Pear tree endured for five generations of the Root family

Photo by Ginny Kropf: Five generations of the Root family are represented in this photo taken in front of a pear tree planted by Arnold Root in 1945 for his wife Ellen “Nell.” From left are grandson Dale Root, his mother Lorraine Root of Albion holding a picture of Nell (her late husband Pierson’s mother) and Dale’s son Joe Root of Medina holding his son Barrett. Missing from photo is Joe’s sister Jessica Root Olinger.

Posted 29 May 2018 at 3:25 pm

By Ginny Kropf, correspondent

ALBION – Family heritage runs deep in the Root family, even when it comes to trees.

In 1945, Arnold Root was going to plant an apple orchard on his farm near Millville, when his wife Ellen “Nell” said she would like a pear tree.

Arnold agreed and planted one lone pear tree among the varieties of apple trees. For years, Nell picked and canned the pears.

Generations would pass; Arnold ’s son Pierson married Lorraine Webber of Medina and took over the farm; and since Pierson’s death, his sons Dale, Scott and Robin have run the farm.

Recently, Dale’s son Joe and his wife Kari started their own farm operation, called Heritage Roots. They purchased the old orchard and decided to cut down the apple trees to plant a new orchard of modern varieties.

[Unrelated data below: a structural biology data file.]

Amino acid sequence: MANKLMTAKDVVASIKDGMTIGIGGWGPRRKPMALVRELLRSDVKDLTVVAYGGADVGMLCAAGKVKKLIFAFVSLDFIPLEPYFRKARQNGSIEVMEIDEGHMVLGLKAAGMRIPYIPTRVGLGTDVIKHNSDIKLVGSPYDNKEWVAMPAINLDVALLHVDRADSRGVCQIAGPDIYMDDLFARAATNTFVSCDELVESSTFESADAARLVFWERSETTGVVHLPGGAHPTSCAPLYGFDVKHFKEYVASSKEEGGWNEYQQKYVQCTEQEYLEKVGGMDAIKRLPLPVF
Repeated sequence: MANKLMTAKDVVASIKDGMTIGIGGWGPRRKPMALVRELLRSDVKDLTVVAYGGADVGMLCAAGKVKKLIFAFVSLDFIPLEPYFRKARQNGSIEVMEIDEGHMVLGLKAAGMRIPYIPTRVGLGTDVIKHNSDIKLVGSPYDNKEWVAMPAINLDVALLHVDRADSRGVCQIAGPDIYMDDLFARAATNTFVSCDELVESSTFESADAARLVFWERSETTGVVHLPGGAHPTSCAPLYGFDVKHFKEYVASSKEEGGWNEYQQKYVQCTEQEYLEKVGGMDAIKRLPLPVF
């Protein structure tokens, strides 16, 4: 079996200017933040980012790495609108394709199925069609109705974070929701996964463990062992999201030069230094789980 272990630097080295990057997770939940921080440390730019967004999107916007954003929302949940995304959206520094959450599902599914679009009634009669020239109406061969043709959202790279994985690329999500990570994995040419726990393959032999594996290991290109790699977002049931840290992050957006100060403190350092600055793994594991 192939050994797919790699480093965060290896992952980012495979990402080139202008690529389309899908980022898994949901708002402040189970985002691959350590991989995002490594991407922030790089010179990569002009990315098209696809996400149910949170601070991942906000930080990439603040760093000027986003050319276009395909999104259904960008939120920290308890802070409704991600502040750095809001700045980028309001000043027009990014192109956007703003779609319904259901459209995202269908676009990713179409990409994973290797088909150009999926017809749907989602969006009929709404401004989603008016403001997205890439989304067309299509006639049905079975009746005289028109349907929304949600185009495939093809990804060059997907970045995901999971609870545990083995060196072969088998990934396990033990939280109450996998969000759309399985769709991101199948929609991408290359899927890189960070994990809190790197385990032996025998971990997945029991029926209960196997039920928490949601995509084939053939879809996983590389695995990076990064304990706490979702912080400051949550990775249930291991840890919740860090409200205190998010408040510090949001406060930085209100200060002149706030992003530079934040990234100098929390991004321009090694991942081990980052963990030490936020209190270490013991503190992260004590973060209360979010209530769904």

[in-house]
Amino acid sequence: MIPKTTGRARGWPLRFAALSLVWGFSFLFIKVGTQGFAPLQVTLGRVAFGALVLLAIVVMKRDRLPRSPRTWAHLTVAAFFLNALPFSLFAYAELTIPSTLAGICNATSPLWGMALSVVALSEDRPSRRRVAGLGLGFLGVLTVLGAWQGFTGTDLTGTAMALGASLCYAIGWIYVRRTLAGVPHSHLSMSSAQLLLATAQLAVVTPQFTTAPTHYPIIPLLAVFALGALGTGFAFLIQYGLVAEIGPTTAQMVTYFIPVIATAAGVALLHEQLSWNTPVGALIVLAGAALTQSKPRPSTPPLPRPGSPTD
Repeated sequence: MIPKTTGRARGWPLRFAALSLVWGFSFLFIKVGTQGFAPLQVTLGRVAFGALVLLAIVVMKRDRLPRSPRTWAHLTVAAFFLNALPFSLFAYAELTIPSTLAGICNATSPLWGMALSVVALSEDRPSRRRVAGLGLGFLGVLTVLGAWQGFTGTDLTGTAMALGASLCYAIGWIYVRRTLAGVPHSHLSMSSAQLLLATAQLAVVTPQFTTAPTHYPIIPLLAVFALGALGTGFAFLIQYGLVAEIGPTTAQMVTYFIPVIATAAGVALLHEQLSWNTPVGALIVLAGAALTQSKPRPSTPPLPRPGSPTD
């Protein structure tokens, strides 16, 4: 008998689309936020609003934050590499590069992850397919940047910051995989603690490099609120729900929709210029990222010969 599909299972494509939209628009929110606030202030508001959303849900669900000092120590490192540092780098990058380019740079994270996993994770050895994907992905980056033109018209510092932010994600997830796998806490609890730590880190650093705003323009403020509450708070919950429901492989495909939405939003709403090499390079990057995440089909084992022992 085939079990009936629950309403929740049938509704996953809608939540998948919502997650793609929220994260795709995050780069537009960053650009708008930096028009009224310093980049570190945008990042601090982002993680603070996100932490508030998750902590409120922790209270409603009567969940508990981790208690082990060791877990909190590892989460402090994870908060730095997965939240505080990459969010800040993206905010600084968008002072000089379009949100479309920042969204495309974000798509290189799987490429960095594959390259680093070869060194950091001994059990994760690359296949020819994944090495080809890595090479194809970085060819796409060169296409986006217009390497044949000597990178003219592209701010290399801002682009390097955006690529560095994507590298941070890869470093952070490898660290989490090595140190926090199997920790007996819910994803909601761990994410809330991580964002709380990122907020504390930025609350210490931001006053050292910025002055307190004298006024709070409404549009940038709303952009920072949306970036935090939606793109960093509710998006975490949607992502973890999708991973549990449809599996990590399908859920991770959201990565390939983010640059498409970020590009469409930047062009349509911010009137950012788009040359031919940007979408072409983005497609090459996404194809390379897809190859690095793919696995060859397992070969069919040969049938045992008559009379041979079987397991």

However, Dale’s mom Lorraine , who will be 90 this year, wanted a picture of the family with the pear tree, so it was left standing until the snow melted.

On Mother’s Day in May, the tree, full of blossoms, stood out among the bare apple tree stumps when Dale , Lorraine , Joe and his son Barrett posed for a picture, with Lorraine holding a picture of Ellen. Absent from the photo shoot was Joe’s sister Jessica, who does office work for the farm.

Joe said even though the orchard was one of the oldest on the farm, Arnold always called it the “new orchard.”

Joe said it was amazing to see the apple trees up to two feet in diameter, while right in the middle of the orchard was this pear tree, a mere eight inches in diameter.

“It was always said if you plant a pear tree, you plant it for your grandchildren, as it is slow growing,” Joe said.

Joe said they decided to cut down the old orchard because the standard trees had gotten so large, the help didn’t like trimming or picking them. The new varieties are miniature trees and are much more productive, he said.

A back part of the orchard was kept with trees which Pierson planted in the 1980s. Joe said they plan to keep that while they work to build a new orchard.

“The old pear tree was the last of a dynasty, but Grandma knew things have to move forward,” Joe said. “And Pierson would have understood.”

Lorraine said it was an example of how one busy farmer had time to do something nice to please his wife.